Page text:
Hubbard:
In the odd numbered years we elect our state chair and vice­-chair as well as take care of other state party business. In the even numbered year of the presidential election it is the duty of the state convention to elect delegates and alternates to the national convention. Thus, the other even numbered year of the four year cycle is a bye year.


12. Please explain the national delegate selection process? Also, do you prefer voting on at-­large delegates individually, or by a slate?

Hubbard:
Oklahoma has five congressional districts that are determined by population. During the presidential election year, each congressional district has a separate convention at which time that convention elects three delegates to the national convention. This convention also elects one elector to represent them as a voting member of the electoral college. In addition to the fifteen delegates elected by the district conventions, twenty ­five delegates and twenty ­five alternates will be selected from statewide applicants who also wish to be considered as national delegates. These applicants will be chosen by a select committee that will make up the slate of twenty ­five delegates and alternates. I believe there is another avenue, but that can only be instituted by a rule change.

Pollard:
The RNC rules dictate in part how the states select their national delegates. Each state is entitled to three (3) delegates and three (3) alternates for each Congressional District. The number of at-large delegates/alternates is determined by the representation of Republican Office holder at the federal and state level. At the last National Convention we had 28 at-large delegates and will again have 28 at-large delegates and alternates in 2016.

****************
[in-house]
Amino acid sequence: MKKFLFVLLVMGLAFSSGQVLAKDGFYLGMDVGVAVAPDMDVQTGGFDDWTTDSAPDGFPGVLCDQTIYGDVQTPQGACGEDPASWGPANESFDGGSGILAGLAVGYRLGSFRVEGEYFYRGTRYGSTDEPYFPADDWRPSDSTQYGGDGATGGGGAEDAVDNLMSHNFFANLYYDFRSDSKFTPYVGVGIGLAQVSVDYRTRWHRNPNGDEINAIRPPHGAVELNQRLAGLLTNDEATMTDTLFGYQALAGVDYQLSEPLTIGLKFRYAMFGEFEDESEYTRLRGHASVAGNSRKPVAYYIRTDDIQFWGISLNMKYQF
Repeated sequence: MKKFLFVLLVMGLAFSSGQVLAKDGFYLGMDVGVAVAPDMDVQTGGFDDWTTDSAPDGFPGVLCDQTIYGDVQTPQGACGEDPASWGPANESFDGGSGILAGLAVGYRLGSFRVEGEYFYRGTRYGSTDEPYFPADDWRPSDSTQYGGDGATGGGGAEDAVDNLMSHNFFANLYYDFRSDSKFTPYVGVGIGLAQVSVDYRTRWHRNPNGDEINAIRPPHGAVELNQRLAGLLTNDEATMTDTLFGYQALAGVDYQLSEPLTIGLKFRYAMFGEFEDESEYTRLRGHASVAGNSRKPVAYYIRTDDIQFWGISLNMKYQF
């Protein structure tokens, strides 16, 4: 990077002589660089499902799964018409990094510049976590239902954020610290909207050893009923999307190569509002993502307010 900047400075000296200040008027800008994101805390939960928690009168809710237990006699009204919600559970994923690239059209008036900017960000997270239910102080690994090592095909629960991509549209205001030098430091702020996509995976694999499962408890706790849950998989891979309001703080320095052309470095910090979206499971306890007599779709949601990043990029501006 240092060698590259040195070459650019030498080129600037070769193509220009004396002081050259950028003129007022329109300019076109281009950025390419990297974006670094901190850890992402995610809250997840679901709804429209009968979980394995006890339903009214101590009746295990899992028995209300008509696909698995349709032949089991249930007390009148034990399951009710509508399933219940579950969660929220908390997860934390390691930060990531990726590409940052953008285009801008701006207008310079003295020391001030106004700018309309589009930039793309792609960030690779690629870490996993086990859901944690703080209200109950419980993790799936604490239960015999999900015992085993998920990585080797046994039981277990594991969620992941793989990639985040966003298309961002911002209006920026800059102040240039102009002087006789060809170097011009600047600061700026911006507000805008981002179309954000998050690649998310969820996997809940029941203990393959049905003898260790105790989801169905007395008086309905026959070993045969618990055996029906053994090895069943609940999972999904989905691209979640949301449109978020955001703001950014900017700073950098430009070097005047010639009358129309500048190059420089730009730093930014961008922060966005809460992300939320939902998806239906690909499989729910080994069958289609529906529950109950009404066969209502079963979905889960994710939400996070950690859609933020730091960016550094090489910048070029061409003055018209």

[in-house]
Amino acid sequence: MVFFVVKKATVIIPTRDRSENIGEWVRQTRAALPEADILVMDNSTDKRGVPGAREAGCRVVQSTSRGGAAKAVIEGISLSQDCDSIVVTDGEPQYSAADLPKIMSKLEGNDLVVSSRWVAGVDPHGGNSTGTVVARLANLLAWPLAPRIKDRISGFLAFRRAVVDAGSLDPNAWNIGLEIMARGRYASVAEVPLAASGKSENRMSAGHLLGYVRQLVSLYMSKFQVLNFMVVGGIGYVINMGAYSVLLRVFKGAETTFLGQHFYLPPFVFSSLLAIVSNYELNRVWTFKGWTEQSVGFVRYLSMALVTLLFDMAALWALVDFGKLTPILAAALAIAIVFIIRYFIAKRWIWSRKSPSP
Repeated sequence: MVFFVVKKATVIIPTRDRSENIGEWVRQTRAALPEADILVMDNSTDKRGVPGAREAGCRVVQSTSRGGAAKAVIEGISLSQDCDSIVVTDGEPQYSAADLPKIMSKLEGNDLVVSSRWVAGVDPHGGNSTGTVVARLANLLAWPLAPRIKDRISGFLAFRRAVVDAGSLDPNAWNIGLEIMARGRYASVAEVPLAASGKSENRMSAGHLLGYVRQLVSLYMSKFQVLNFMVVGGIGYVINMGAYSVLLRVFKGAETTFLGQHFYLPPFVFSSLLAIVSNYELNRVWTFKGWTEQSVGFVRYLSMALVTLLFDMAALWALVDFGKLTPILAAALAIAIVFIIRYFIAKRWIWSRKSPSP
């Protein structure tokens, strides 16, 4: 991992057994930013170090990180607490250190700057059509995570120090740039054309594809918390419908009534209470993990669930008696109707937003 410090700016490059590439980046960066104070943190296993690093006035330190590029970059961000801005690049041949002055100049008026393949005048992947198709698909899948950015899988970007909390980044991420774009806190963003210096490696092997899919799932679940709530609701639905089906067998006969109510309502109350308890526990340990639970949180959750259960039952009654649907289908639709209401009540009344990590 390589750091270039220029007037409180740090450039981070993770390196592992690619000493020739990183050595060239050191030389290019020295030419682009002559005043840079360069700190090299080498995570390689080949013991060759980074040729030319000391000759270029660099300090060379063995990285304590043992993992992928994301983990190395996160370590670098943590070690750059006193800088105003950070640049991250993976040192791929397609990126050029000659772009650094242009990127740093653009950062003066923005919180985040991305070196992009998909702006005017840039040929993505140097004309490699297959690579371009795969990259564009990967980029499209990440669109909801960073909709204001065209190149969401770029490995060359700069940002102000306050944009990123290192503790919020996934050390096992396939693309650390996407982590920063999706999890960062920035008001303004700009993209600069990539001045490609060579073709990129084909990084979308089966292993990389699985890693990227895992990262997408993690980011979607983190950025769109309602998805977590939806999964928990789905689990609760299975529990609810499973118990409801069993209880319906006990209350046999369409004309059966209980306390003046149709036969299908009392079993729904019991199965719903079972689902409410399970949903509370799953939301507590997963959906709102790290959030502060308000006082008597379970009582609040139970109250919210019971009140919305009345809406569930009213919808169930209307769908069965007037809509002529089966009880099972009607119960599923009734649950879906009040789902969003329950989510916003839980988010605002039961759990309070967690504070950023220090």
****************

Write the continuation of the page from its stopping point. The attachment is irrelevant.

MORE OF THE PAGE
In 2012 we had 212 people apply for one of the 56 slots available, (28 delegates + 28 alternates). There is no such thing as an “open” convention at the national level. Because of the very large number of applicants it is impossible to take nominations and elect delegates/alternates individually at the state convention. Therefore the Republican Party created State Party Rules that stipulate the process.

The Rules state the State Executive Committee meets after all District Conventions have been held and at least two weeks prior to the date of the State Convention for the purpose of selecting nominees for Delegate-at-Large and Alternate-at-Large to the Republican National Convention. All applicants are invited to an interview before the Exec. Comm where they are asked a wide range of questions. A private vote is taken of all names submitted and the applicants who receive a majority of votes are given one of the at-large slots. The same process takes place for at-large alternates.